Date of Award

Winter 2010

Project Type


Program or Major

Political Science

Degree Name

Master of Arts

First Advisor

Alynna Lyon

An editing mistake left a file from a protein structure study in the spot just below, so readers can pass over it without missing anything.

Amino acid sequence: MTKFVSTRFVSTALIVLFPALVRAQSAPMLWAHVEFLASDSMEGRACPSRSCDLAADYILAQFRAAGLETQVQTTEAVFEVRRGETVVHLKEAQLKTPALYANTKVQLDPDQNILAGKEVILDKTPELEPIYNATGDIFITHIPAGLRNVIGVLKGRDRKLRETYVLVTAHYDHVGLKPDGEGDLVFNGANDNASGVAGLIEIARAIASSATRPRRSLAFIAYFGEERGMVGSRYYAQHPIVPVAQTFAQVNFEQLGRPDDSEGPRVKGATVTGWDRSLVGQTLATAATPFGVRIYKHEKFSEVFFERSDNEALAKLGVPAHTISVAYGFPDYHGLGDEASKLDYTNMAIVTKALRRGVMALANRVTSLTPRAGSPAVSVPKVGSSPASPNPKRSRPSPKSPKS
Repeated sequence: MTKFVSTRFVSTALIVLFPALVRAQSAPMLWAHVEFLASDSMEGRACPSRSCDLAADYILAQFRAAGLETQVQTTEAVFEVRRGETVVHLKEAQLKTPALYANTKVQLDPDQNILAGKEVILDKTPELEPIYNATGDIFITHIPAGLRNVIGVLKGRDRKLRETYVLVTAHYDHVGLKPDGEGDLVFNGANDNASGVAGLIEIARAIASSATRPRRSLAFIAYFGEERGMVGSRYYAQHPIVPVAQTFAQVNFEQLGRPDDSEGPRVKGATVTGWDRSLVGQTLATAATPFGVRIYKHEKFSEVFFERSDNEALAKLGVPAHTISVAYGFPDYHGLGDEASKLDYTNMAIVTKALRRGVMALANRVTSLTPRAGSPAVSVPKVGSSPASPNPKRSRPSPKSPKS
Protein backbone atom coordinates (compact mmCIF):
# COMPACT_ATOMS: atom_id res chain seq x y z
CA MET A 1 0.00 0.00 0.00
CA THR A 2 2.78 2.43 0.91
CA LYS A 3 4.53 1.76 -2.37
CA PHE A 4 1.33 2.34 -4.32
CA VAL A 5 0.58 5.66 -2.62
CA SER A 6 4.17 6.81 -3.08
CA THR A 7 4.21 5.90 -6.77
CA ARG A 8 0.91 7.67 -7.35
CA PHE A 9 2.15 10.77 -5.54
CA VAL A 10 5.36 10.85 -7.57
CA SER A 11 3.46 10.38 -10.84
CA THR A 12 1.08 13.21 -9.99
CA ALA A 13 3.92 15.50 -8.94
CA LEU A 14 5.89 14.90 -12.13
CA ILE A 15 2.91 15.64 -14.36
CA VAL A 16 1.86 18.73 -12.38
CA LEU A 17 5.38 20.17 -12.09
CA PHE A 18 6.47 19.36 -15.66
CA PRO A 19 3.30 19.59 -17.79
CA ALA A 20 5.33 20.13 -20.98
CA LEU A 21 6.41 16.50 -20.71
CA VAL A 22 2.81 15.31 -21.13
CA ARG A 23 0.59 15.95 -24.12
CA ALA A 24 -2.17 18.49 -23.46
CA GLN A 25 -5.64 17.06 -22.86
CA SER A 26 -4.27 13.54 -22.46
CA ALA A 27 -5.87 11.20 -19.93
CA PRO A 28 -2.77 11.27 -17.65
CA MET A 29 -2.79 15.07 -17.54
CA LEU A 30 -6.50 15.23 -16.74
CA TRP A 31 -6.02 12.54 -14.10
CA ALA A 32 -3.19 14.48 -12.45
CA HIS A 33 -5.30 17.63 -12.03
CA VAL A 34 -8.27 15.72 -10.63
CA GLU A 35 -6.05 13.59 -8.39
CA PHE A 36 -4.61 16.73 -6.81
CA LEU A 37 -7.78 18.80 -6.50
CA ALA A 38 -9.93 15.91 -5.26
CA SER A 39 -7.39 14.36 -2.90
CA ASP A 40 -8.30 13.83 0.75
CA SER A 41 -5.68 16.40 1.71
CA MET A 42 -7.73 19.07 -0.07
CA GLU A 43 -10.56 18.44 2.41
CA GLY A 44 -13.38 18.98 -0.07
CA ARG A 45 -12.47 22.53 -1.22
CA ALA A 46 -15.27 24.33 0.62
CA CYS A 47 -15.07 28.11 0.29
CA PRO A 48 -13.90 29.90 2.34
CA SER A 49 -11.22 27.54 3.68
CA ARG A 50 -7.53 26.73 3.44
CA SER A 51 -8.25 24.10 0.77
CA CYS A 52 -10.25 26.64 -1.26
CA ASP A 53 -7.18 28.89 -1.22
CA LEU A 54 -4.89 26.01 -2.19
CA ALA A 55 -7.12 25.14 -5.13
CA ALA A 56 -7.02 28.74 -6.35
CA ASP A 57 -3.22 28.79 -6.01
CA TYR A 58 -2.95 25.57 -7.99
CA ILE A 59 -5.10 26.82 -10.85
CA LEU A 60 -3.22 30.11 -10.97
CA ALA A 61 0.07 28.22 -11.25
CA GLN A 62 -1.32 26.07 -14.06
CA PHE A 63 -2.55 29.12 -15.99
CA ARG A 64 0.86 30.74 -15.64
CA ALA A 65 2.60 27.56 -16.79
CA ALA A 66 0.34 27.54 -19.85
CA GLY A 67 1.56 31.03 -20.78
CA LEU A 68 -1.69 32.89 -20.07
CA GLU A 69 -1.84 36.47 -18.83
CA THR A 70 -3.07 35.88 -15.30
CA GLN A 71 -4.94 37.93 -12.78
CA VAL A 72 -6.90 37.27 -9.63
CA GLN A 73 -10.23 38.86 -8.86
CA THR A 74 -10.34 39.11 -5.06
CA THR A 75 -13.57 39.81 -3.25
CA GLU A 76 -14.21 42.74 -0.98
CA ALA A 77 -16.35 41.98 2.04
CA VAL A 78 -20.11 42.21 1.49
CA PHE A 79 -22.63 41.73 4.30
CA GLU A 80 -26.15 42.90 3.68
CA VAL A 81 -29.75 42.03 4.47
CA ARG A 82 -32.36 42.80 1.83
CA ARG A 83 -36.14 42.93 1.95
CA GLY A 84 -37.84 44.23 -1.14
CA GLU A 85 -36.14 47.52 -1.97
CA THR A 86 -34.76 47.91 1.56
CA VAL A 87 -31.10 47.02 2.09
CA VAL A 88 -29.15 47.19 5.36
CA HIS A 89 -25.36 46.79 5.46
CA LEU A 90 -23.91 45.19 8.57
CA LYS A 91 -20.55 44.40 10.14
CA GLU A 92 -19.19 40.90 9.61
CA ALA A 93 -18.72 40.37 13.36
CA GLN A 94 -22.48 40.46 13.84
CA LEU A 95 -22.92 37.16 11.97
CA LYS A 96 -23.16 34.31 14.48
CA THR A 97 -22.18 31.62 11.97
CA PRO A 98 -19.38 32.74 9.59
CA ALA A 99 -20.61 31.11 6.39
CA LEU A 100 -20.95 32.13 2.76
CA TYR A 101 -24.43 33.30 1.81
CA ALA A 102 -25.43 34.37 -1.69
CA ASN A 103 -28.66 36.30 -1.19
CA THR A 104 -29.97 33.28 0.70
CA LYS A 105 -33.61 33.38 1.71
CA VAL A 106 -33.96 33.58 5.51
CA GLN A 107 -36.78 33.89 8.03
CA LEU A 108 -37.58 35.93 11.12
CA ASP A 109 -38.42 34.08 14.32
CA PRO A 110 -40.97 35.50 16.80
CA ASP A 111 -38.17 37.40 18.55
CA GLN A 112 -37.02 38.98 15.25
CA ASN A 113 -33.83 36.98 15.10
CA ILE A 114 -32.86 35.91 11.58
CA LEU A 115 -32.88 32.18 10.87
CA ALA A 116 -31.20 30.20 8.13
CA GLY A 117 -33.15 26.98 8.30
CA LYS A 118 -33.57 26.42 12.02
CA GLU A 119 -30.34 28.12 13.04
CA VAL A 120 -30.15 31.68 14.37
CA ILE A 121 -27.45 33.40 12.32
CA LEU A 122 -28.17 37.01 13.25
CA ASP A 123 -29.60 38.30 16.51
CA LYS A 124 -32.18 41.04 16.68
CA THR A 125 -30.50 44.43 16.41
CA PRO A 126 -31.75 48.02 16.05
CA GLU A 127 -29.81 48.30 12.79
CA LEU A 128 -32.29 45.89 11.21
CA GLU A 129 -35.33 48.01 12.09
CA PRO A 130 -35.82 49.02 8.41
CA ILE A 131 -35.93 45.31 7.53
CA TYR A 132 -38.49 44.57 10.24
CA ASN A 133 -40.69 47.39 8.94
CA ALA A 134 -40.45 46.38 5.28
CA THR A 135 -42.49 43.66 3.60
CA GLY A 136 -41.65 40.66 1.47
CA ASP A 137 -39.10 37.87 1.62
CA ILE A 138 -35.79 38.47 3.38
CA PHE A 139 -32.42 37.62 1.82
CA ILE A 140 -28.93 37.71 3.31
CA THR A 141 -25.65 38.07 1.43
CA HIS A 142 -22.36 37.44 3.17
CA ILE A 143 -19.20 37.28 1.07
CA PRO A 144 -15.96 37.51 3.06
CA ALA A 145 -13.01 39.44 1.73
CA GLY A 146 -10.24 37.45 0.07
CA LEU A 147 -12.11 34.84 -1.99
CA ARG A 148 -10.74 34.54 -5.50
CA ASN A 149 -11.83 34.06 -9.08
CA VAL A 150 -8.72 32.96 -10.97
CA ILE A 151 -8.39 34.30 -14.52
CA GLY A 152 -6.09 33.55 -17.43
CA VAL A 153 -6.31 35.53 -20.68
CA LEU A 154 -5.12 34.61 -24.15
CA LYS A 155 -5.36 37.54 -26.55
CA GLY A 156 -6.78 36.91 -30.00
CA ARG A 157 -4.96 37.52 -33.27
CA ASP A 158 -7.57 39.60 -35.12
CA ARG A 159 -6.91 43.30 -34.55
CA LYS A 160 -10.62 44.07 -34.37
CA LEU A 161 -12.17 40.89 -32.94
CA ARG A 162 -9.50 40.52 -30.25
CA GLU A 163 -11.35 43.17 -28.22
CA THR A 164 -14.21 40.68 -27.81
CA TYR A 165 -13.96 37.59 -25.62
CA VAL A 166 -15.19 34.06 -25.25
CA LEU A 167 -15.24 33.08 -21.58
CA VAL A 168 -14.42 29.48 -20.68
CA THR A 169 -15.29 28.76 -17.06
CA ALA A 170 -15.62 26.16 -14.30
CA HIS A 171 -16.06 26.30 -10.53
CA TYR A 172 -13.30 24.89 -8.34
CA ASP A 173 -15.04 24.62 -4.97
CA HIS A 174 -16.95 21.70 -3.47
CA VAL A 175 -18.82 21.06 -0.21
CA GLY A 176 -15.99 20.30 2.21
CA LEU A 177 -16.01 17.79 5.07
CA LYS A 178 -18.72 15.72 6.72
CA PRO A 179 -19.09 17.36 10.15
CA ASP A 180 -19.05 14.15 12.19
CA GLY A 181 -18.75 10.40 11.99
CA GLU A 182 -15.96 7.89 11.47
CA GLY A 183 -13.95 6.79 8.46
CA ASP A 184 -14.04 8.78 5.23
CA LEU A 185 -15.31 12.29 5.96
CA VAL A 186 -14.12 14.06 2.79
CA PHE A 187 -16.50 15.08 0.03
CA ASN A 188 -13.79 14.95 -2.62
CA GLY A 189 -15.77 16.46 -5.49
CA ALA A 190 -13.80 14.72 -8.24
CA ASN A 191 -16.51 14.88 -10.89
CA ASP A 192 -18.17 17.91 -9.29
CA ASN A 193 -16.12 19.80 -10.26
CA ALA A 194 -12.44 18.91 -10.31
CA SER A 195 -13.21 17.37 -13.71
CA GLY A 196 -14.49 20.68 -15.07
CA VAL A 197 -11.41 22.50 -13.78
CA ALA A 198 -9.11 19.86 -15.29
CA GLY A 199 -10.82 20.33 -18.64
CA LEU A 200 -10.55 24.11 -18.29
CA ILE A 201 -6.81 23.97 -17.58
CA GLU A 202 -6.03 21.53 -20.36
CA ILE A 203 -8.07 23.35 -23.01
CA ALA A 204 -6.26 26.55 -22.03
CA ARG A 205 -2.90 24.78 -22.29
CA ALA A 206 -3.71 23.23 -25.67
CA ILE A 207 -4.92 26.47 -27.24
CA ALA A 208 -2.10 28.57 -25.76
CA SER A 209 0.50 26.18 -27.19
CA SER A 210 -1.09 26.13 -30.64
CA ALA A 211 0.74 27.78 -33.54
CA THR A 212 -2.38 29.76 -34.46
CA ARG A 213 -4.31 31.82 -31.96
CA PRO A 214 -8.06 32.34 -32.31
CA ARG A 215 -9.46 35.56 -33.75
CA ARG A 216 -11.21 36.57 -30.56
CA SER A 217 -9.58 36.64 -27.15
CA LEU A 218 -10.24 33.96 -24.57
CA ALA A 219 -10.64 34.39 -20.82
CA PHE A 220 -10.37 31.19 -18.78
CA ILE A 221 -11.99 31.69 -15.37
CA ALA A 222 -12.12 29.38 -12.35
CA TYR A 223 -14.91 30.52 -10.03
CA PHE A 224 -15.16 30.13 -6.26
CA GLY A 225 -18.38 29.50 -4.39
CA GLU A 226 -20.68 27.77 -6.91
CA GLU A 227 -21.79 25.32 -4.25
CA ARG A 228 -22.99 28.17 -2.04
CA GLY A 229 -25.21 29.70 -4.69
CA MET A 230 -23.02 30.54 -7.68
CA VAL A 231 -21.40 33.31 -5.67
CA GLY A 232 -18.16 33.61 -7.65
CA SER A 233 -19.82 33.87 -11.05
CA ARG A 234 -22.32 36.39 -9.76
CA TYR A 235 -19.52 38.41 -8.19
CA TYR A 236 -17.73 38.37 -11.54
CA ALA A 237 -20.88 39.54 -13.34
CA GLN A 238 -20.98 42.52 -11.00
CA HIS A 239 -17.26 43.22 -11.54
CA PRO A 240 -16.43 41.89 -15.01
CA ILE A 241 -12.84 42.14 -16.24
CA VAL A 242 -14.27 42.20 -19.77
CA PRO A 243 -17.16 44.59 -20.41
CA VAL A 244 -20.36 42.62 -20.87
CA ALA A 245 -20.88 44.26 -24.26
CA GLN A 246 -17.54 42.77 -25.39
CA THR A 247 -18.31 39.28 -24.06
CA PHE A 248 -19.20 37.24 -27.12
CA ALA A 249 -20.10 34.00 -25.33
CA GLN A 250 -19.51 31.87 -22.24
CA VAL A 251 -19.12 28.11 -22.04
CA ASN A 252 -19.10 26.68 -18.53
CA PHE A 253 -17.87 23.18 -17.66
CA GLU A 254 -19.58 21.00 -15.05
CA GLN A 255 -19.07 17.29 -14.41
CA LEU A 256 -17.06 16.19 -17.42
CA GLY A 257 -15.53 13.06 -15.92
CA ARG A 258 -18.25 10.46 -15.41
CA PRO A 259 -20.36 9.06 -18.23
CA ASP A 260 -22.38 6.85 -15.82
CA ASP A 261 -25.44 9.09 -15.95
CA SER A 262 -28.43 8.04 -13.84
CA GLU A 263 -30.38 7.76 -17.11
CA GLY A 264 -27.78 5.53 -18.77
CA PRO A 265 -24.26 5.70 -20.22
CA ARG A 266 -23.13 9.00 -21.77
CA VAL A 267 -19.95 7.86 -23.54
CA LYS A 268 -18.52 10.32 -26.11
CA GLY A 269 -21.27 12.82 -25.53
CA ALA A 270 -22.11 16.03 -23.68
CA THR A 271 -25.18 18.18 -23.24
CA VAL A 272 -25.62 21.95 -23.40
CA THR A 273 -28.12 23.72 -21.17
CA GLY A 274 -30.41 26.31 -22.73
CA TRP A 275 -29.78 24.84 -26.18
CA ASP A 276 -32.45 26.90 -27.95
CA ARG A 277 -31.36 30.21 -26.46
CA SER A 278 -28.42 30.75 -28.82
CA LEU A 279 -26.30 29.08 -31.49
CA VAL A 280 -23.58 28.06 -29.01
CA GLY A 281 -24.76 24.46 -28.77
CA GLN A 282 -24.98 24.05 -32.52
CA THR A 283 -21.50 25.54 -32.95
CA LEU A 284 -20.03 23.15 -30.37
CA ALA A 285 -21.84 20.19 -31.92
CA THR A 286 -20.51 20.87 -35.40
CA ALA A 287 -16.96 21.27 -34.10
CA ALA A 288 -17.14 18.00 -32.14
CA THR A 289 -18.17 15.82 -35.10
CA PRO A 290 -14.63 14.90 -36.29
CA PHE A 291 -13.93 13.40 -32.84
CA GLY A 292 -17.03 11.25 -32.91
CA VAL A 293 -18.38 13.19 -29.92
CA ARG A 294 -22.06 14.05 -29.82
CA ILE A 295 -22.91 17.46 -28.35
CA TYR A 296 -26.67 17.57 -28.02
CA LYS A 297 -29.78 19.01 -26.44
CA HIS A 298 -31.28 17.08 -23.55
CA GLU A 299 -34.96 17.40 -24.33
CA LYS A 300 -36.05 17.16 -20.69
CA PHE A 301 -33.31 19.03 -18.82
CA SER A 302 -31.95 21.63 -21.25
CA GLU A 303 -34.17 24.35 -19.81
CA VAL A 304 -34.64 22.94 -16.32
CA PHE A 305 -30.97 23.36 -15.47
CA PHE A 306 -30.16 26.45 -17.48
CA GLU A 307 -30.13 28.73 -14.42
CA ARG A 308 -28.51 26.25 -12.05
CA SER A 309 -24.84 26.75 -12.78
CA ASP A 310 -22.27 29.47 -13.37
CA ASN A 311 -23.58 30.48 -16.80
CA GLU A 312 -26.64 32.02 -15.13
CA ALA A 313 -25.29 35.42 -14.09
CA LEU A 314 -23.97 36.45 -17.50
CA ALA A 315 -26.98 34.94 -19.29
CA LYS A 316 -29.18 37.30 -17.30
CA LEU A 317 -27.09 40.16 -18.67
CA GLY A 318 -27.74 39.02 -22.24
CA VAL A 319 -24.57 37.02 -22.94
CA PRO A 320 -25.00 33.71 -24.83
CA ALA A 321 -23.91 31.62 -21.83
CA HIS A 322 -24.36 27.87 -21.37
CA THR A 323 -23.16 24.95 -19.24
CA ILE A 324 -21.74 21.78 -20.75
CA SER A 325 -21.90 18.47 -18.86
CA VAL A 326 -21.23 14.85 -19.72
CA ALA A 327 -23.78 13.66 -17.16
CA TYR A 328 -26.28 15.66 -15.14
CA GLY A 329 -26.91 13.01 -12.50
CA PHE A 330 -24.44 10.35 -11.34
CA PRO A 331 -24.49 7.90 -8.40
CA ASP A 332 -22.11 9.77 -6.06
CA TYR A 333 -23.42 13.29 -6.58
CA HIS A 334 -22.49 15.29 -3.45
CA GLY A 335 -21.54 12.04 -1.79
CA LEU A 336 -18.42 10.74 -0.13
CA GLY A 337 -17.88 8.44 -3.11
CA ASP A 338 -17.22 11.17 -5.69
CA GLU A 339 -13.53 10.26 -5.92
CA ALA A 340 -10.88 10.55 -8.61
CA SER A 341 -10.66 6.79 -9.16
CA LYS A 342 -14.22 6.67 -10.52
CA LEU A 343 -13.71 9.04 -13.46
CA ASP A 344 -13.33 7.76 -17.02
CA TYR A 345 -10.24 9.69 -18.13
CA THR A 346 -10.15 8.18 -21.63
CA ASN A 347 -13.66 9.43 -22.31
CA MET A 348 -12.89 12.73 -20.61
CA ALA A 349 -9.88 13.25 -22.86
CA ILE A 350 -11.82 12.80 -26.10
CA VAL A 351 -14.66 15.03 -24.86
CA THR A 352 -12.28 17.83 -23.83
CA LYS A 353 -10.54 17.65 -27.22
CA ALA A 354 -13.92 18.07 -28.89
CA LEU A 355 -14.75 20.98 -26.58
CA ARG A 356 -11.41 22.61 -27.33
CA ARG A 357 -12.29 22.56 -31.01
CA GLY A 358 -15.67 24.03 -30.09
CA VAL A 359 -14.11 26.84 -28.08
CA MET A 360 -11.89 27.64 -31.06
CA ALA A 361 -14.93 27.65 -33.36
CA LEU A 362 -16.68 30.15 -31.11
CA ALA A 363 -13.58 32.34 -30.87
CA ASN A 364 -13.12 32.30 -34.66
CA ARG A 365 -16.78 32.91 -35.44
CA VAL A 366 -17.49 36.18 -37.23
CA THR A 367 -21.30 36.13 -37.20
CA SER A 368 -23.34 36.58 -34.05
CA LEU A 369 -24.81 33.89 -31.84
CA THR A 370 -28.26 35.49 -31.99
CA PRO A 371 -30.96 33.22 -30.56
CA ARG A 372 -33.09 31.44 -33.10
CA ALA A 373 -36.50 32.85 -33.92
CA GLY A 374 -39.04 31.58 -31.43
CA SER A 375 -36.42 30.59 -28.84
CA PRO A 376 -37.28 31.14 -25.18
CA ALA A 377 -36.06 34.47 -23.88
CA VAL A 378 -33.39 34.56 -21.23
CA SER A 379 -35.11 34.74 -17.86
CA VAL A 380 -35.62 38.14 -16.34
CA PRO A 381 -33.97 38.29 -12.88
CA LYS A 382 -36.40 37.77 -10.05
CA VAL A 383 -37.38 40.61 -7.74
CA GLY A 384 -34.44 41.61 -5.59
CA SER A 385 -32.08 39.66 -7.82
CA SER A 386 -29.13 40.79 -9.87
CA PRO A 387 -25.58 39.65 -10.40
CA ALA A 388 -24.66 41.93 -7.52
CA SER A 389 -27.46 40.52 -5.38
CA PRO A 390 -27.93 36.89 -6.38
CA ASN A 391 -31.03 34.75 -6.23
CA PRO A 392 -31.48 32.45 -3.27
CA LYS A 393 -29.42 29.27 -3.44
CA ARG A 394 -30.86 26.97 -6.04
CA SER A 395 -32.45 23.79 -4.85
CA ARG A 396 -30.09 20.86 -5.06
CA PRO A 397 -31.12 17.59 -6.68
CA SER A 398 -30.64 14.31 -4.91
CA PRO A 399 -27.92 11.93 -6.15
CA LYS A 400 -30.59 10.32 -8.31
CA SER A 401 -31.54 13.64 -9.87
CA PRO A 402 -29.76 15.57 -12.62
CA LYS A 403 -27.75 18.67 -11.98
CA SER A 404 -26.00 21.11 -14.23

Civil asset forfeiture is criticized for its lack of procedural protections for property owners and for skewing the priorities of law enforcement. Federal civil forfeiture law allows federal agencies to prosecute civil forfeiture cases for state and local law enforcement agencies, a practice that is criticized for allowing the circumvention of state laws. This thesis looks at three factors governing forfeiture at the state level (standard of proof, conviction requirement and financial incentive) and examines their effect on federal equitable sharing payments. The results indicate that both conviction requirement and standard of proof affect equitable sharing payments and suggests that state procedural protections are being circumvented through the use of federal courts. Federal law can be changed to discourage this by requiring convictions in state court and limiting adoptions to cases where the adopting agency is an active participant.